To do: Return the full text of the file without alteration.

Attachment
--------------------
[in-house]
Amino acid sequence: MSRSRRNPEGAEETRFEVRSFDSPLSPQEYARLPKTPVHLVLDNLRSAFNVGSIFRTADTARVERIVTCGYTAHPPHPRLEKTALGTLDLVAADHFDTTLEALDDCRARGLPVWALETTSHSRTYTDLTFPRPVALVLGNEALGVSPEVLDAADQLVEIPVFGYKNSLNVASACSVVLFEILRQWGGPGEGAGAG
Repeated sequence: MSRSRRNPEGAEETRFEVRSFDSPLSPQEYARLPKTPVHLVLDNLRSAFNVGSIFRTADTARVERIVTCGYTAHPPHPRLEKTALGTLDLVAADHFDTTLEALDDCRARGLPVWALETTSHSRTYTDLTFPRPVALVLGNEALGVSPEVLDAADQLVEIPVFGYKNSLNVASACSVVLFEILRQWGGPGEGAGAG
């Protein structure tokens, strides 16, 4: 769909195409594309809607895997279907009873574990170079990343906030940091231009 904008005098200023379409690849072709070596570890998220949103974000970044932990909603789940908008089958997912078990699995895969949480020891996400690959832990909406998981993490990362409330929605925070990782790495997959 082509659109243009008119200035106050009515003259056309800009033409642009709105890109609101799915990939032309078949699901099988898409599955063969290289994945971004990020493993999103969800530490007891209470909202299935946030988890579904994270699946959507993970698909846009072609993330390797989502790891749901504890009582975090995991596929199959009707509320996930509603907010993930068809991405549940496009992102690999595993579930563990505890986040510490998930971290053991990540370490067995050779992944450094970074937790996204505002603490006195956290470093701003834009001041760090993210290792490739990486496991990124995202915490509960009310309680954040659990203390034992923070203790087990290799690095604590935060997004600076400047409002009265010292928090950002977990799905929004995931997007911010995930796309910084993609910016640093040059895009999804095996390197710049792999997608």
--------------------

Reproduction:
[in-house]
Amino acid sequence: MSRSRRNPEGAEETRFEVRSFDSPLSPQEYARLPKTPVHLVLDNLRSAFNVGSIFRTADTARVERIVTCGYTAHPPHPRLEKTALGTLDLVAADHFDTTLEALDDCRARGLPVWALETTSHSRTYTDLTFPRPVALVLGNEALGVSPEVLDAADQLVEIPVFGYKNSLNVASACSVVLFEILRQWGGPGEGAGAG
Repeated sequence: MSRSRRNPEGAEETRFEVRSFDSPLSPQEYARLPKTPVHLVLDNLRSAFNVGSIFRTADTARVERIVTCGYTAHPPHPRLEKTALGTLDLVAADHFDTTLEALDDCRARGLPVWALETTSHSRTYTDLTFPRPVALVLGNEALGVSPEVLDAADQLVEIPVFGYKNSLNVASACSVVLFEILRQWGGPGEGAGAG
């Protein structure tokens, strides 16, 4: 769909195409594309809607895997279907009873574990170079990343906030940091231009 904008005098200023379409690849072709070596570890998220949103974000970044932990909603789940908008089958997912078990699995895969949480020891996400690959832990909406998981993490990362409330929605925070990782790495997959 082509659109243009008119200035106050009515003259056309800009033409642009709105890109609101799915990939032309078949699901099988898409599955063969290289994945971004990020493993999103969800530490007891209470909202299935946030988890579904994270699946959507993970698909846009072609993330390797989502790891749901504890009582975090995991596929199959009707509320996930509603907010993930068809991405549940496009992102690999595993579930563990505890986040510490998930971290053991990540370490067995050779992944450094970074937790996204505002603490006195956290470093701003834009001041760090993210290792490739990486496991990124995202915490509960009310309680954040659990203390034992923070203790087990290799690095604590935060997004600076400047409002009265010292928090950002977990799905929004995931997007911010995930796309910084993609910016640093040059895009999804095996390197710049792999997608």